Although the fuel discharge valve means may take any suitable form and may in fact be comprised ofa plurality ofindividual valves communicating with the engine induction system at spaced points of discharge, the fuel discharge valve assembly 118, for purposes of illustration, may be comprised of a suitable outer body or housing 142 with an internal passage means 144 having generally an inlet end 146 (for coupling to conduit 116) and an outlet end 148. A discharge aperture 150 is normally closed as by end 152 of a springloaded pintle 154 the other end of which is operatively connected to a compression spring 156 seated against an internal shoulder 158. An externally formed threaded portion 160 is provided for operative engagement with, for example, the body of air-induction device 22. A suitable tool-engaging surface 162 may also be provided for enabling the threadable engagement and disengagement of the valve assembly 118 with respect to the related supporting structure.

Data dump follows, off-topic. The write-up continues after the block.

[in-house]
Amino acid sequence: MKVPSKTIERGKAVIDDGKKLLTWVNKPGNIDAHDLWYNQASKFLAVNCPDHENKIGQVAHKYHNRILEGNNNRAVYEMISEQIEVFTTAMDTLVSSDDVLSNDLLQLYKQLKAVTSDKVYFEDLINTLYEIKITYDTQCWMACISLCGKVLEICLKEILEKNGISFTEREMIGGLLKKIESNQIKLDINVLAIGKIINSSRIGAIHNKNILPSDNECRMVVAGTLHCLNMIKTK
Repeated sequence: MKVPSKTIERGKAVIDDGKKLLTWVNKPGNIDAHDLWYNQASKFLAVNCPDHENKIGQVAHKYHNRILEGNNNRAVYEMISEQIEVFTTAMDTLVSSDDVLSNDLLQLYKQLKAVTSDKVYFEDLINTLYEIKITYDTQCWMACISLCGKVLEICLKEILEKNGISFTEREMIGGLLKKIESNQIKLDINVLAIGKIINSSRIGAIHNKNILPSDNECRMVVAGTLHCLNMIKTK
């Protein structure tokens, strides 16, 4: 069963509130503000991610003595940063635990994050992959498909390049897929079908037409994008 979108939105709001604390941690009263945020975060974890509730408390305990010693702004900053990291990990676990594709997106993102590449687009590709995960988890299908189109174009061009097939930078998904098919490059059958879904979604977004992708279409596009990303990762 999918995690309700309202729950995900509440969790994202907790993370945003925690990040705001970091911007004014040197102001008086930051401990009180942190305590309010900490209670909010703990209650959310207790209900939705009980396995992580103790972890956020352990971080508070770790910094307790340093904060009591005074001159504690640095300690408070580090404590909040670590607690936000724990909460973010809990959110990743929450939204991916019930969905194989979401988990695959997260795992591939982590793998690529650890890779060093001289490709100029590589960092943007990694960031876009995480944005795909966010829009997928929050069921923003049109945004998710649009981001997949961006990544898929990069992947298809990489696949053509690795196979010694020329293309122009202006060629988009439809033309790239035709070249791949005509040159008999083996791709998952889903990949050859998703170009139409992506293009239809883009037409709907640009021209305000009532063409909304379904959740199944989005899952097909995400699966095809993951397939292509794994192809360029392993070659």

The sensing and control device 14 is illustrated as being comprised of a housing 164, which may include upper and lower housing sections 166 and 168 adapted so as to be secured to each other as by cooperating threaded portions 170 and 172. A chamber 174 formed generally within upper housing section 166 contains a pressure responsive member or be]- lows 176 which is secured at its upper end to the housing section 166 as by externally threaded conduit portion 178 which, in turn, communicates via suitable conduit means 180 with the interior of the intake manifold 18 as by suitable connecting means 182. The lower end 184 of bellows 176 is suitably secured to a platelike shutter member 186 which is slideably received within a guide slot 188 formed in the lower housing section 168. A second slot 190, also formed in lower housing section 168, closely receives a second platelike or shade member 192.

Adapters 194 and 196, suitably secured to housing section 168, may be internally threaded or otherwise adapted to respectively receive therein a photocell 198 and a lamp or light source 200. Suitable closure plugs 202 and 204 may also be provided in a manner permitting electrical conductors 206 and 208 to electrically connect the photocell 198 to suitable electrical amplifying means 106, and electrical conductors 210 and 212 to electrically connect the light source 200 to the switch assembly 214 and a source of electrical potential 216.